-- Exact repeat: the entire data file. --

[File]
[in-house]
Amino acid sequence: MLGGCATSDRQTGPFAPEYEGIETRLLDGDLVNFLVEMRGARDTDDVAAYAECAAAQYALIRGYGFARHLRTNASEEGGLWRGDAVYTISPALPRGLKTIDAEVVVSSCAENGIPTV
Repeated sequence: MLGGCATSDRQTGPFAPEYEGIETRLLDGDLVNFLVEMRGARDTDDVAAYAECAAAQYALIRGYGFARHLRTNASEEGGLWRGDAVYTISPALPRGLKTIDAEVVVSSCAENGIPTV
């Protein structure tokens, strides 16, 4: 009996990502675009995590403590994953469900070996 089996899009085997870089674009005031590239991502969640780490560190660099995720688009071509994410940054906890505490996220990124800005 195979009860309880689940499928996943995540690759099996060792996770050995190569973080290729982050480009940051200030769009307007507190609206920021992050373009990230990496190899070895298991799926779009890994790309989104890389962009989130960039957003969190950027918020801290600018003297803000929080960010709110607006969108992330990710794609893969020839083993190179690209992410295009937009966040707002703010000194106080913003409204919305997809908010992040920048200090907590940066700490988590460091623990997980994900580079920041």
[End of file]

[in-house]
Amino acid sequence: MLGGCATSDRQTGPFAPEYEGIETRLLDGDLVNFLVEMRGARDTDDVAAYAECAAAQYALIRGYGFARHLRTNASEEGGLWRGDAVYTISPALPRGLKTIDAEVVVSSCAENGIPTV
Repeated sequence: MLGGCATSDRQTGPFAPEYEGIETRLLDGDLVNFLVEMRGARDTDDVAAYAECAAAQYALIRGYGFARHLRTNASEEGGLWRGDAVYTISPALPRGLKTIDAEVVVSSCAENGIPTV
């Protein structure tokens, strides 16, 4: 009996990502675009995590403590994953469900070996 089996899009085997870089674009005031590239991502969640780490560190660099995720688009071509994410940054906890505490996220990124800005 195979009860309880689940499928996943995540690759099996060792996770050995190569973080290729982050480009940051200030769009307007507190609206920021992050373009990230990496190899070895298991799926779009890994790309989104890389962009989130960039957003969190950027918020801290600018003297803000929080960010709110607006969108992330990710794609893969020839083993190179690209992410295009937009966040707002703010000194106080913003409204919305997809908010992040920048200090907590940066700490988590460091623990997980994900580079920041």